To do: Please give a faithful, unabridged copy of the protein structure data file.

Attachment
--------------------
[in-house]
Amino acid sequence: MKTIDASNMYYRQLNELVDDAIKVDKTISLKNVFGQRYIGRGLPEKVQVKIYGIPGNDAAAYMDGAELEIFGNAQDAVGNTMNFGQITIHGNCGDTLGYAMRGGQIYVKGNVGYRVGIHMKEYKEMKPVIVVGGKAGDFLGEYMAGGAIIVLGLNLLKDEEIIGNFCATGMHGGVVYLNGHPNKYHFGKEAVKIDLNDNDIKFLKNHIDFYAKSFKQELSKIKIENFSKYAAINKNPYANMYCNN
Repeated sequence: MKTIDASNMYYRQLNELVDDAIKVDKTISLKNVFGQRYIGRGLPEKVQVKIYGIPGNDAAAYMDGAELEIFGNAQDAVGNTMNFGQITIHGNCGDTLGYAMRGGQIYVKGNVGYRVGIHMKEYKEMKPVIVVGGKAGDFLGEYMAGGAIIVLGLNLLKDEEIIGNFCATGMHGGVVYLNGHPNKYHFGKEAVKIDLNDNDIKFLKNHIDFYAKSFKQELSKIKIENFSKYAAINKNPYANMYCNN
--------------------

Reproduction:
[in-house]
Amino acid sequence: MKTIDASNMYYRQLNELVDDAIKVDKTISLKNVFGQRYIGRGLPEKVQVKIYGIPGNDAAAYMDGAELEIFGNAQDAVGNTMNFGQITIHGNCGDTLGYAMRGGQIYVKGNVGYRVGIHMKEYKEMKPVIVVGGKAGDFLGEYMAGGAIIVLGLNLLKDEEIIGNFCATGMHGGVVYLNGHPNKYHFGKEAVKIDLNDNDIKFLKNHIDFYAKSFKQELSKIKIENFSKYAAINKNPYANMYCNN
Repeated sequence: MKTIDASNMYYRQLNELVDDAIKVDKTISLKNVFGQRYIGRGLPEKVQVKIYGIPGNDAAAYMDGAELEIFGNAQDAVGNTMNFGQITIHGNCGDTLGYAMRGGQIYVKGNVGYRVGIHMKEYKEMKPVIVVGGKAGDFLGEYMAGGAIIVLGLNLLKDEEIIGNFCATGMHGGVVYLNGHPNKYHFGKEAVKIDLNDNDIKFLKNHIDFYAKSFKQELSKIKIENFSKYAAINKNPYANMYCNN